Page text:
This process is repeated for all the i, j, and k values, where 1≦i≦K, 1≦j≦19, and 1≦k≦B. A beam having the largest received signal power is then selected for each user to determine the base station and antenna with which the user communicates. After this process, some cells may accommodate more than K users, and some other cells may have less than or equal to K users. Each base station selects channels randomly from among the N available channels, and assigns them to the users that are communicating with the base station. The received composite signal powers PL 's, 1≦L≦N, are then calculated for all the beams associated with each base station.
For all users communicating with each base station, the received SIR's given by Eq. (3) above are calculated, and then checked to determine if the received SIR is larger than or equal to a selected threshold level. If not, hand-off is initiated, and the hand-off destination channel is given using one of the channel assignment algorithms described above. This process takes place independently of other cells, and is repeated. The number of the users having received SIR that were less than the threshold level were then summed. When the number n of such users can not be further reduced, the process is stopped. The outage probability is then given by n/(19×K).
FIG. 4 is a graph plotting the outage probabilities versus the number K of per-cell users, where the number of channels N=32 and number of beams B=6, showing perfect sensitivity isolation (Ga =-∞dB) for random channel assignment and for autonomous channel assignment with algorithms A and B according to the invention; FIG. 5 is a graph plotting the outage probabilities versus the number K of per-cell users, where the number of channels N=32 and number of beams B=6, showing a sensitivity isolation (Ga =-20 dB) for random channel assignment and for autonomous channel assignment with algorithms A and B according to the invention; and FIG. 6 is a graph plotting the outage probabilities versus the number K of per-cell users, where the number of channels N=32 and number of beams B=6, showing a sensitivity isolation (Ga =-10 dB) for random channel assignment and for autonomous channel assignment with algorithms A and B according to the invention. In each above figure, it is assumed that σ5 =8 dB, ρ=3.5, and the threshold SIR is 20 dB.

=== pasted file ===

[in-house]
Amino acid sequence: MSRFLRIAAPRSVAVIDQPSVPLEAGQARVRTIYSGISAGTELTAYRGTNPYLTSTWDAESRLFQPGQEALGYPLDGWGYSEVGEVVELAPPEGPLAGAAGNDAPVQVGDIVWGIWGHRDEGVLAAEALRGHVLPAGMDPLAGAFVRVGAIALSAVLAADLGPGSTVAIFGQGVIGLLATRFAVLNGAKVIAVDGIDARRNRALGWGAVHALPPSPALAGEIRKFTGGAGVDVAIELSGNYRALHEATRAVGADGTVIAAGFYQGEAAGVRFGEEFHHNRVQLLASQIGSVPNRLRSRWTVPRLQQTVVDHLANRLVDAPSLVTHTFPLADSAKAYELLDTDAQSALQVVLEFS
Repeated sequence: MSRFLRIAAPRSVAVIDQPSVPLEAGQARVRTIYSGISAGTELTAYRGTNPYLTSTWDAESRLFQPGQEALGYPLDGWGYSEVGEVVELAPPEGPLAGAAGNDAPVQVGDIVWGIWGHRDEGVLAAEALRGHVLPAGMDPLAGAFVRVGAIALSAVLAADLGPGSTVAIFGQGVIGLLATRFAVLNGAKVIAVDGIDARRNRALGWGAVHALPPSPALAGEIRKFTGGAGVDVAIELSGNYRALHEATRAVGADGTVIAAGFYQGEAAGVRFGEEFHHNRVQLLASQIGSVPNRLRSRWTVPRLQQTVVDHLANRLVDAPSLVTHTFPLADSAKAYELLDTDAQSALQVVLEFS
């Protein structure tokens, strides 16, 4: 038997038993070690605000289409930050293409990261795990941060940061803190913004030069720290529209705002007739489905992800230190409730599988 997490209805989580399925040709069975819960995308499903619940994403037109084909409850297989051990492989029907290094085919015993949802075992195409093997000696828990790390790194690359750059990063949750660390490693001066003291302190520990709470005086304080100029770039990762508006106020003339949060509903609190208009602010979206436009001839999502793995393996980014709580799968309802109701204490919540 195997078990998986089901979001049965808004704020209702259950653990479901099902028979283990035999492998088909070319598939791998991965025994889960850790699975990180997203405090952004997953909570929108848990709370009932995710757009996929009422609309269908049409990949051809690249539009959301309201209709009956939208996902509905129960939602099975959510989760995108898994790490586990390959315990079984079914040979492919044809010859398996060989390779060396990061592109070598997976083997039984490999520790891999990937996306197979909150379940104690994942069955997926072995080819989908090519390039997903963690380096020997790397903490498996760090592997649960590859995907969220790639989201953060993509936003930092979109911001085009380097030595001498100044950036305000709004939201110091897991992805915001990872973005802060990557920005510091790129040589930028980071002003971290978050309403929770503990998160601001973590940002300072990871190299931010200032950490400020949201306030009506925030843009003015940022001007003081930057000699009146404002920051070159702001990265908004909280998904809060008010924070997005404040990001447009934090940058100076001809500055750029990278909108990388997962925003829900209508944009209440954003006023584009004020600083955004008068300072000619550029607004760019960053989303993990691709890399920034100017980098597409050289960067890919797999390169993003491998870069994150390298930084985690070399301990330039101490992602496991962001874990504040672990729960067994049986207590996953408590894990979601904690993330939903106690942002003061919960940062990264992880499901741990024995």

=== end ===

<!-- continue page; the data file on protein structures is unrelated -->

FIGS. 4, 5, and 6 plot the outage probabilities with algorithms A and B, together with random assignment, where there is no channel hand-off based upon SIR measurement. It can be seen that algorithm A achieves better performance than the other two schemes. Thus, with perfect sensitivity isolation, forty users can be accommodated with an outage probability of 10%. This user capacity gradually decreases as the sensitivity spillover factor increases. However, 25 users can still be accommodated even when Ga =-10 dB. This 78.1% (=25/32) accommodation of per-cell capacity is unexpected, and is much higher than recent results of Code Division Multiple Access ("CDMA") capacity estimation (see, for example K. S. Gilhousen, I. M. Jacobs, R. Padovani, A. J. Viterbi, L. A. Weaver, Jr., C. E. Wheatly, On the Capacity of a Cellular CDMA System, IEEE Trans. VT., vol. VT-40, pp. 303-312, 1991).
Outage probability with algorithm B is not as good as that with algorithm A, but it is better than that of random assignment. However, user capacity with algorithm B also decreases as the sensitivity spillover factor increase. Thus, when Ga =-10 dB, the algorithm B outage probability is almost identical to that of random assignment.
Table 1 below compares for 2% blocking probability the per MHz Erlang capacity, i.e. the maximum number of calls that the system can carry (see J. Uddenfeldt, The Evolution of Digital Cellular Into Personal communications), of a Motorola Integrated Radio System ("MIRS"), i.e. the Research & Development Center for Radio Systems ("RCRS") of Japan standard no. 32 for digital multiple channel access (digital "MCA"), system with an Advanced Mobile Phone System ("AMPS") and Qualcomm's CDMA systems, Cellular Telecommunications Industry Association ("CTIA") interim standard no. IS95, where a 1-MHz system bandwidth is assumed. It is assumed that B=6 and Ga =-10 dB for the proposed scheme. If the required outage probability is 10%, an MIRS system using the invention herein can achieve 2.5 times as large an Erlang capacity as hat provided by Qualcomm's CDMA system. If the required outage probability is 1%, 1.4 times the Erlang capacity gain can be achieved using the invention.